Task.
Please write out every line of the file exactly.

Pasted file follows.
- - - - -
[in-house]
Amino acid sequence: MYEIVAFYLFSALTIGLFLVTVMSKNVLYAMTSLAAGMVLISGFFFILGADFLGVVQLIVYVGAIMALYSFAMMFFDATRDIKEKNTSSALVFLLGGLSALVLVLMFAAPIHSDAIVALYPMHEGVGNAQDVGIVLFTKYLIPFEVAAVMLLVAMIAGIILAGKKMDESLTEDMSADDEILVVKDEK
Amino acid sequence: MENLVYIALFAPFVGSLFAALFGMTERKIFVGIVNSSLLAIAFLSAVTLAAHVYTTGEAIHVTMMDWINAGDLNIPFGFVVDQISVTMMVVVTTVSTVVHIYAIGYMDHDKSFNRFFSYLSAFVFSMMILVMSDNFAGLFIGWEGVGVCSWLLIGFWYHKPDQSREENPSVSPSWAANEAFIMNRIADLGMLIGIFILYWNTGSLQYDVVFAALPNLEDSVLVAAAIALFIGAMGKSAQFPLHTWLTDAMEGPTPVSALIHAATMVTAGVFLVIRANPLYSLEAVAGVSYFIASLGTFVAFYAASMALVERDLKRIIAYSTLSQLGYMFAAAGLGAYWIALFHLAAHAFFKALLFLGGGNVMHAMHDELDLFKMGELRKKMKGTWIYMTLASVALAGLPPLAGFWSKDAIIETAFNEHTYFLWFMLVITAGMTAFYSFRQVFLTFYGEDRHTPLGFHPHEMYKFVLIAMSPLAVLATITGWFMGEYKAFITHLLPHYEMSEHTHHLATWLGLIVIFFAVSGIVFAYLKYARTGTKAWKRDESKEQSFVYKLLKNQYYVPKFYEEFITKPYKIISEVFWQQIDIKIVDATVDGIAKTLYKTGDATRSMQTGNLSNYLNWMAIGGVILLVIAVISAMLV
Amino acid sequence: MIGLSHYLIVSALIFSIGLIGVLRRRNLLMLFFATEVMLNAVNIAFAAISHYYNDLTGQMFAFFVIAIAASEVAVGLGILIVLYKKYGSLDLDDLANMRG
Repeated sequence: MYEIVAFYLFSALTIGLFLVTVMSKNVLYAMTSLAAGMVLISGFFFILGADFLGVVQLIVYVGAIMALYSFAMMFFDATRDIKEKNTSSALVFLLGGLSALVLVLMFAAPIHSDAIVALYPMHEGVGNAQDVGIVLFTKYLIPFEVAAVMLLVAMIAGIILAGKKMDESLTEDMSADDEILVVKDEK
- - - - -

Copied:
[in-house]
Amino acid sequence: MYEIVAFYLFSALTIGLFLVTVMSKNVLYAMTSLAAGMVLISGFFFILGADFLGVVQLIVYVGAIMALYSFAMMFFDATRDIKEKNTSSALVFLLGGLSALVLVLMFAAPIHSDAIVALYPMHEGVGNAQDVGIVLFTKYLIPFEVAAVMLLVAMIAGIILAGKKMDESLTEDMSADDEILVVKDEK
Amino acid sequence: MENLVYIALFAPFVGSLFAALFGMTERKIFVGIVNSSLLAIAFLSAVTLAAHVYTTGEAIHVTMMDWINAGDLNIPFGFVVDQISVTMMVVVTTVSTVVHIYAIGYMDHDKSFNRFFSYLSAFVFSMMILVMSDNFAGLFIGWEGVGVCSWLLIGFWYHKPDQSREENPSVSPSWAANEAFIMNRIADLGMLIGIFILYWNTGSLQYDVVFAALPNLEDSVLVAAAIALFIGAMGKSAQFPLHTWLTDAMEGPTPVSALIHAATMVTAGVFLVIRANPLYSLEAVAGVSYFIASLGTFVAFYAASMALVERDLKRIIAYSTLSQLGYMFAAAGLGAYWIALFHLAAHAFFKALLFLGGGNVMHAMHDELDLFKMGELRKKMKGTWIYMTLASVALAGLPPLAGFWSKDAIIETAFNEHTYFLWFMLVITAGMTAFYSFRQVFLTFYGEDRHTPLGFHPHEMYKFVLIAMSPLAVLATITGWFMGEYKAFITHLLPHYEMSEHTHHLATWLGLIVIFFAVSGIVFAYLKYARTGTKAWKRDESKEQSFVYKLLKNQYYVPKFYEEFITKPYKIISEVFWQQIDIKIVDATVDGIAKTLYKTGDATRSMQTGNLSNYLNWMAIGGVILLVIAVISAMLV
Amino acid sequence: MIGLSHYLIVSALIFSIGLIGVLRRRNLLMLFFATEVMLNAVNIAFAAISHYYNDLTGQMFAFFVIAIAASEVAVGLGILIVLYKKYGSLDLDDLANMRG
Repeated sequence: MYEIVAFYLFSALTIGLFLVTVMSKNVLYAMTSLAAGMVLISGFFFILGADFLGVVQLIVYVGAIMALYSFAMMFFDATRDIKEKNTSSALVFLLGGLSALVLVLMFAAPIHSDAIVALYPMHEGVGNAQDVGIVLFTKYLIPFEVAAVMLLVAMIAGIILAGKKMDESLTEDMSADDEILVVKDEK